Vibrant health involves doing seven things, which includes eating healthy, or eating fresh food, which is food that comes straight from the land or seas. But eating fresh food is just the start — not a guarantee — of obtaining nutrients. There are two factors to consider: 1. How well your body digests food and 2. The health of your intestinal tract. In today’s podcast, I’ll discuss the science that explains the process of how your body breaks down food and assimilates nutrients.
Today, I’d like to talk about why eating healthy is the start, not a guarantee, of vibrant health. Say that you’re sitting down to eat a healthy meal. I advocate eating what I call fresh food, or food that comes straight from the land or seas. Not processed food, which doesn’t come straight from the land or seas. Fresh food is packed with the most nutrients, whereas processed food is not.
So, say you’re sitting down to eat a delicious fresh food meal. Perhaps it’s a salad that has salmon, fresh greens, onions, some other vegetables, dressed in olive oil, lemon, and salt and pepper. A meal rich in nutrients. But how does your body actually obtain the nutrients?
There are two factors to consider: 1. How well your body digests food and 2. The health of your intestinal tract.
First, let’s talk about digestion. Reading from The Simple Seven book:
Fresh food might be packed with nutrients, but your body can’t use them unless they’re broken down and digested.
Digestion is the body’s most complex process. Made up of a number of steps, digestion takes six to eight hours to complete. Failure in any step results in indigestion and the associated discomforts – heartburn, stomach pain, cramping, and bloating. Indigestion makes your body sick and have to work hard to recover. Most importantly, you’re missing out on getting the nutrients from the fresh food you just ate.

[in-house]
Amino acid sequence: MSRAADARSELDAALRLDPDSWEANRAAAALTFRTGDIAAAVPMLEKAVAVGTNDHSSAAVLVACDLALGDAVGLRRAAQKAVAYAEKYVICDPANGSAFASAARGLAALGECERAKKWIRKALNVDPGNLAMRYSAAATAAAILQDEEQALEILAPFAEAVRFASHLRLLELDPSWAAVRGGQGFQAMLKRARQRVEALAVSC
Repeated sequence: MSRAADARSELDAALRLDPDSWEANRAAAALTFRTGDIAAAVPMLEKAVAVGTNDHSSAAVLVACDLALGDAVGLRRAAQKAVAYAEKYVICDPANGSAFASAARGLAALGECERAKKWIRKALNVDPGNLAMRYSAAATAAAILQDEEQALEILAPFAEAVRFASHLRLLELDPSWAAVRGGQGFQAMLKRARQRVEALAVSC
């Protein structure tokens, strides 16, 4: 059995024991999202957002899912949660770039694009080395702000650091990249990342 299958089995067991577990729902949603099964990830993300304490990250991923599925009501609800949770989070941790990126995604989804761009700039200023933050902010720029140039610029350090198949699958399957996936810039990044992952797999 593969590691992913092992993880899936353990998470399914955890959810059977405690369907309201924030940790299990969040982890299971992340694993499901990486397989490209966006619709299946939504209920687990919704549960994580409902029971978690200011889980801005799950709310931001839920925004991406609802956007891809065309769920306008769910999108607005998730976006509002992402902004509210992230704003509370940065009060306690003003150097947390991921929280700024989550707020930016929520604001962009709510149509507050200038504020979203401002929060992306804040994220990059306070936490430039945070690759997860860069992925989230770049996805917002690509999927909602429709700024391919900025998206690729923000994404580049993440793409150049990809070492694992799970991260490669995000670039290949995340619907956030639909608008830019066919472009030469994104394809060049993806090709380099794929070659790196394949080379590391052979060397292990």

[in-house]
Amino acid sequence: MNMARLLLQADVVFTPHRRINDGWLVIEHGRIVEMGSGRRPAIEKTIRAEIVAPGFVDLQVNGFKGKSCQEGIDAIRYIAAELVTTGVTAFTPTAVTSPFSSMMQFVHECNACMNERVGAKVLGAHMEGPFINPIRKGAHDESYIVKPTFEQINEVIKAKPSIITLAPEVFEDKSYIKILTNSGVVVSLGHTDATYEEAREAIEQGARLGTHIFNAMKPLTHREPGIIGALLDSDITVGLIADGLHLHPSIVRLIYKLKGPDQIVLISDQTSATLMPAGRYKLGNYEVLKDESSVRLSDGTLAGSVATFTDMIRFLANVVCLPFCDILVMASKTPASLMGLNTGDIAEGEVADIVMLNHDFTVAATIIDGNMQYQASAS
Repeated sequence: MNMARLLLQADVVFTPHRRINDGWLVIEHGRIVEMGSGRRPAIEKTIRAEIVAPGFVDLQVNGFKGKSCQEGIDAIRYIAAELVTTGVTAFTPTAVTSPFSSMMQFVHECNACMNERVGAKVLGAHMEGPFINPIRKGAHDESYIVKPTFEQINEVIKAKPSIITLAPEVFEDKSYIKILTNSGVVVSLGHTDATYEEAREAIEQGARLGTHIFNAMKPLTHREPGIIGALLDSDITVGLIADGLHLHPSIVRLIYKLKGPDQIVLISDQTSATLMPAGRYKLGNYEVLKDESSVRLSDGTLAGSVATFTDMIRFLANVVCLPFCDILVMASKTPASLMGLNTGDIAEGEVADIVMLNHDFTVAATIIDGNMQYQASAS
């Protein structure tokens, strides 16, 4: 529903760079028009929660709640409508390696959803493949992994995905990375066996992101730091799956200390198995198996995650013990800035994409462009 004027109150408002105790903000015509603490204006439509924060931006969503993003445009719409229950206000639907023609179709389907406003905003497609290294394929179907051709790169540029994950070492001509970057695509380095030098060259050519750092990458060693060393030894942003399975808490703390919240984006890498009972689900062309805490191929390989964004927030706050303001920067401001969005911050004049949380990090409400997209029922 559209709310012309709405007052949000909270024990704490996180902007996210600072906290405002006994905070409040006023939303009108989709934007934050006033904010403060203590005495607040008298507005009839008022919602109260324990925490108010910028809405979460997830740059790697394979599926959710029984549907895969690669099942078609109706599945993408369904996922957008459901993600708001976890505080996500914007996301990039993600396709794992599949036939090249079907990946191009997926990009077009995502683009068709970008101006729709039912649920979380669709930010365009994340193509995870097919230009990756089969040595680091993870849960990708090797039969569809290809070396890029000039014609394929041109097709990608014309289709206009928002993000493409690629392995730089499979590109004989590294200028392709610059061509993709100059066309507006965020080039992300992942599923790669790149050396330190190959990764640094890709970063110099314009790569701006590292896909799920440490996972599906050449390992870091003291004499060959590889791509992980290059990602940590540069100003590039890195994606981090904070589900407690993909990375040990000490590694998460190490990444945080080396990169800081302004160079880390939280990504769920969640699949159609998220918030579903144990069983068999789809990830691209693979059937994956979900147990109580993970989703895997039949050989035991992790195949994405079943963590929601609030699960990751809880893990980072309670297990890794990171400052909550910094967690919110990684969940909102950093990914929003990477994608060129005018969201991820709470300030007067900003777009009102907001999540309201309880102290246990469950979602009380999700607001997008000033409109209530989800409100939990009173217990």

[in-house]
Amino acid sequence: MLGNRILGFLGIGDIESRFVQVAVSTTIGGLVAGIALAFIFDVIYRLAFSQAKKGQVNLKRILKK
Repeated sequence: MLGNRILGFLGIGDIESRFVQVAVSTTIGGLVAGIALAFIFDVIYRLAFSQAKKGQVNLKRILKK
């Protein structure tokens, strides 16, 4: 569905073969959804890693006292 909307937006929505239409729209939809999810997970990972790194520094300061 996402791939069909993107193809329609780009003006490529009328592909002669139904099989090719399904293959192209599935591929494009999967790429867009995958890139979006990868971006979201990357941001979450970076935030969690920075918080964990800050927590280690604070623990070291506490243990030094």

Here’s how digestion works:
Step 1: Digestion begins in the mouth, when food is chewed. Chewing mixes food with saliva, which is rich in digestive enzymes that break down carbs in the first step of carb digestion. Chewing also breaks down food into tiny pieces, making digestion easier in the following steps.
Step 2: Digestion continues in the stomach. Chewed food is swallowed and passed into the stomach for the next step of digestion. Stomach muscles churn chewed food in stomach acid for up to two hours, mostly breaking down protein. More stomach acid is produced when food hasn’t been chewed well and needs to be “chewed” more. Stomach acid is strong enough to kill harmful microorganisms that might be present in food, such as E. coli and salmonella.
Step 3: Digestion is completed in the small intestine. Food is passed from the stomach into the small intestine for the final step of digestion. Organs that assist with digestion connect into the small intestine. The pancreas supplies a mixture of digestive enzymes that breaks down protein, fat, and carbs. The gallbladder provides bile, which helps break down fat (the liver produces bile and stores it in the gallbladder). Friendly bacteria that live in the small intestine also break down food. Together, digestive enzymes, bile, and friendly bacteria surround tiny food particles and break them down into nutrients. Finally, nutrients are packaged and passed through the walls of the small intestine into the bloodstream and delivered to the body.
Step 4: The bowel clears digestive waste. Digestive waste is passed from the small intestine into the bowel. Though digestion has been completed by this point, the last of the water and minerals in stool are absorbed through the bowel walls into the bloodstream and delivered to the body. Digestive waste is cleared from the body through a bowel movement.
That completes the four steps of digestion.